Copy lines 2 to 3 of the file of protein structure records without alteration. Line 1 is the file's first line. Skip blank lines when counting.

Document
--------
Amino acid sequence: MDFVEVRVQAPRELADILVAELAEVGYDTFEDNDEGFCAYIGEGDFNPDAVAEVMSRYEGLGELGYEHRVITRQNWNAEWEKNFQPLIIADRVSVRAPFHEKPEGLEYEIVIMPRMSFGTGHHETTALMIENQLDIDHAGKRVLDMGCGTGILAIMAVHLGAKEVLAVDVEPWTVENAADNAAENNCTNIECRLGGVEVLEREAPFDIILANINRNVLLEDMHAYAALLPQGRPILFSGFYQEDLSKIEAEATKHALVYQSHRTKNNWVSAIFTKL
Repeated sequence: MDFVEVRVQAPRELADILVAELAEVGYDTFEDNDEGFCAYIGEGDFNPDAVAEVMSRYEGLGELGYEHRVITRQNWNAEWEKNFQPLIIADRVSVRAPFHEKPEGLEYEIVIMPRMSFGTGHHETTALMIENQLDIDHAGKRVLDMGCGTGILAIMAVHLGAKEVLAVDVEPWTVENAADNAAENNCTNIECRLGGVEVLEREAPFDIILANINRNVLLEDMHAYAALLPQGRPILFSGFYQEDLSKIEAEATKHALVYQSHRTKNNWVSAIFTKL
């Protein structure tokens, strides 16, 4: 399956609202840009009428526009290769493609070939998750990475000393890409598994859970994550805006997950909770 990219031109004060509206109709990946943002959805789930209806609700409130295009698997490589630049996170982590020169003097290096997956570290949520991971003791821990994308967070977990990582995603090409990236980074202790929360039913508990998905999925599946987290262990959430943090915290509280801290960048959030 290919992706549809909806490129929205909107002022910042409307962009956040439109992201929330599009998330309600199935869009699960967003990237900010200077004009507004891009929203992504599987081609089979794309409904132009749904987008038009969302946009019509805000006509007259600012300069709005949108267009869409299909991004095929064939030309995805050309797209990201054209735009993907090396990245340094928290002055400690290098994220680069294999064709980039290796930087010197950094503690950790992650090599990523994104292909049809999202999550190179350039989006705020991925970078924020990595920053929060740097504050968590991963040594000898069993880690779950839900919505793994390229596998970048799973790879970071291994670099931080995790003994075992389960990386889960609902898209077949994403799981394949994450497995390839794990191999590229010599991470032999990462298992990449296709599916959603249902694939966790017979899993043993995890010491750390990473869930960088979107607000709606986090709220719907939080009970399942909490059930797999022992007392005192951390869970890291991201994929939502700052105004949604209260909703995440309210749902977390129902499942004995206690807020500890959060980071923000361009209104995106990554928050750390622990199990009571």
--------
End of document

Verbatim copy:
Repeated sequence: MDFVEVRVQAPRELADILVAELAEVGYDTFEDNDEGFCAYIGEGDFNPDAVAEVMSRYEGLGELGYEHRVITRQNWNAEWEKNFQPLIIADRVSVRAPFHEKPEGLEYEIVIMPRMSFGTGHHETTALMIENQLDIDHAGKRVLDMGCGTGILAIMAVHLGAKEVLAVDVEPWTVENAADNAAENNCTNIECRLGGVEVLEREAPFDIILANINRNVLLEDMHAYAALLPQGRPILFSGFYQEDLSKIEAEATKHALVYQSHRTKNNWVSAIFTKL
């Protein structure tokens, strides 16, 4: 399956609202840009009428526009290769493609070939998750990475000393890409598994859970994550805006997950909770 990219031109004060509206109709990946943002959805789930209806609700409130295009698997490589630049996170982590020169003097290096997956570290949520991971003791821990994308967070977990990582995603090409990236980074202790929360039913508990998905999925599946987290262990959430943090915290509280801290960048959030 290919992706549809909806490129929205909107002022910042409307962009956040439109992201929330599009998330309600199935869009699960967003990237900010200077004009507004891009929203992504599987081609089979794309409904132009749904987008038009969302946009019509805000006509007259600012300069709005949108267009869409299909991004095929064939030309995805050309797209990201054209735009993907090396990245340094928290002055400690290098994220680069294999064709980039290796930087010197950094503690950790992650090599990523994104292909049809999202999550190179350039989006705020991925970078924020990595920053929060740097504050968590991963040594000898069993880690779950839900919505793994390229596998970048799973790879970071291994670099931080995790003994075992389960990386889960609902898209077949994403799981394949994450497995390839794990191999590229010599991470032999990462298992990449296709599916959603249902694939966790017979899993043993995890010491750390990473869930960088979107607000709606986090709220719907939080009970399942909490059930797999022992007392005192951390869970890291991201994929939502700052105004949604209260909703995440309210749902977390129902499942004995206690807020500890959060980071923000361009209104995106990554928050750390622990199990009571």